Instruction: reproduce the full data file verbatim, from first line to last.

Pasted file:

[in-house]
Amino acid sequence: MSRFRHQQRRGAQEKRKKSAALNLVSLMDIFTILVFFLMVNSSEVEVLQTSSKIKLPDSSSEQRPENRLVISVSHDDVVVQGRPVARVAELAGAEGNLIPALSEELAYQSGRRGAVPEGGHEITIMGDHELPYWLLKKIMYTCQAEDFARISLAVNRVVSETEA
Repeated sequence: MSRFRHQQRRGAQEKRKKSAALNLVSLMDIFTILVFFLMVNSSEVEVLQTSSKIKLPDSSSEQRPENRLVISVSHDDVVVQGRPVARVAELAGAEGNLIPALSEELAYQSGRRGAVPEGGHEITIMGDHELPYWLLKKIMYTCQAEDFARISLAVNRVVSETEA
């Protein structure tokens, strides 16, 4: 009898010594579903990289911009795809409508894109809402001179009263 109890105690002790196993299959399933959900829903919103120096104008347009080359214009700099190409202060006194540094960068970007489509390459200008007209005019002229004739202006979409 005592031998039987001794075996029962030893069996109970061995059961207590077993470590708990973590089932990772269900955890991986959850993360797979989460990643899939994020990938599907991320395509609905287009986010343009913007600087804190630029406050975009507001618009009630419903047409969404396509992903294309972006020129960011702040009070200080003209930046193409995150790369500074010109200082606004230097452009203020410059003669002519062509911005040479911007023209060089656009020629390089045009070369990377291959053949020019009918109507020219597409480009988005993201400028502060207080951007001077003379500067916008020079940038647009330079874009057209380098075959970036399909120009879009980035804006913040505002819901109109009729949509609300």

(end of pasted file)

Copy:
[in-house]
Amino acid sequence: MSRFRHQQRRGAQEKRKKSAALNLVSLMDIFTILVFFLMVNSSEVEVLQTSSKIKLPDSSSEQRPENRLVISVSHDDVVVQGRPVARVAELAGAEGNLIPALSEELAYQSGRRGAVPEGGHEITIMGDHELPYWLLKKIMYTCQAEDFARISLAVNRVVSETEA
Repeated sequence: MSRFRHQQRRGAQEKRKKSAALNLVSLMDIFTILVFFLMVNSSEVEVLQTSSKIKLPDSSSEQRPENRLVISVSHDDVVVQGRPVARVAELAGAEGNLIPALSEELAYQSGRRGAVPEGGHEITIMGDHELPYWLLKKIMYTCQAEDFARISLAVNRVVSETEA
């Protein structure tokens, strides 16, 4: 009898010594579903990289911009795809409508894109809402001179009263 109890105690002790196993299959399933959900829903919103120096104008347009080359214009700099190409202060006194540094960068970007489509390459200008007209005019002229004739202006979409 005592031998039987001794075996029962030893069996109970061995059961207590077993470590708990973590089932990772269900955890991986959850993360797979989460990643899939994020990938599907991320395509609905287009986010343009913007600087804190630029406050975009507001618009009630419903047409969404396509992903294309972006020129960011702040009070200080003209930046193409995150790369500074010109200082606004230097452009203020410059003669002519062509911005040479911007023209060089656009020629390089045009070369990377291959053949020019009918109507020219597409480009988005993201400028502060207080951007001077003379500067916008020079940038647009330079874009057209380098075959970036399909120009879009980035804006913040505002819901109109009729949509609300």